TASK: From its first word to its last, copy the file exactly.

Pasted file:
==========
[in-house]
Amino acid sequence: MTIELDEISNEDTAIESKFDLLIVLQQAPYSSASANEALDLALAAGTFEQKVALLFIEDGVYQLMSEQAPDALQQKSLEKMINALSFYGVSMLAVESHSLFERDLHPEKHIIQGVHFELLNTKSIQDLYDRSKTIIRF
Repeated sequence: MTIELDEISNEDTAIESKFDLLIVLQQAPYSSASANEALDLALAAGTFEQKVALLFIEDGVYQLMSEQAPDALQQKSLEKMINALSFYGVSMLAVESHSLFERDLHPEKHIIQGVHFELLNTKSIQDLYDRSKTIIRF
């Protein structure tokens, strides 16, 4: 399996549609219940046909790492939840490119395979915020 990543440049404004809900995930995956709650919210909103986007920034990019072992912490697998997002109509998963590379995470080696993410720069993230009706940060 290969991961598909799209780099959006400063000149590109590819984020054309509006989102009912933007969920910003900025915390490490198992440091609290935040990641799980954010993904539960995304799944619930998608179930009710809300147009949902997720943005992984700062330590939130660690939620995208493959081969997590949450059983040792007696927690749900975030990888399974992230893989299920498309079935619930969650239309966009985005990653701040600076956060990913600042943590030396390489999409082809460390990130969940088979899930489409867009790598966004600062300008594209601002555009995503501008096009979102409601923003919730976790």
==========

[in-house]
Amino acid sequence: MTIELDEISNEDTAIESKFDLLIVLQQAPYSSASANEALDLALAAGTFEQKVALLFIEDGVYQLMSEQAPDALQQKSLEKMINALSFYGVSMLAVESHSLFERDLHPEKHIIQGVHFELLNTKSIQDLYDRSKTIIRF
Repeated sequence: MTIELDEISNEDTAIESKFDLLIVLQQAPYSSASANEALDLALAAGTFEQKVALLFIEDGVYQLMSEQAPDALQQKSLEKMINALSFYGVSMLAVESHSLFERDLHPEKHIIQGVHFELLNTKSIQDLYDRSKTIIRF
């Protein structure tokens, strides 16, 4: 399996549609219940046909790492939840490119395979915020 990543440049404004809900995930995956709650919210909103986007920034990019072992912490697998997002109509998963590379995470080696993410720069993230009706940060 290969991961598909799209780099959006400063000149590109590819984020054309509006989102009912933007969920910003900025915390490490198992440091609290935040990641799980954010993904539960995304799944619930998608179930009710809300147009949902997720943005992984700062330590939130660690939620995208493959081969997590949450059983040792007696927690749900975030990888399974992230893989299920498309079935619930969650239309966009985005990653701040600076956060990913600042943590030396390489999409082809460390990130969940088979899930489409867009790598966004600062300008594209601002555009995503501008096009979102409601923003919730976790």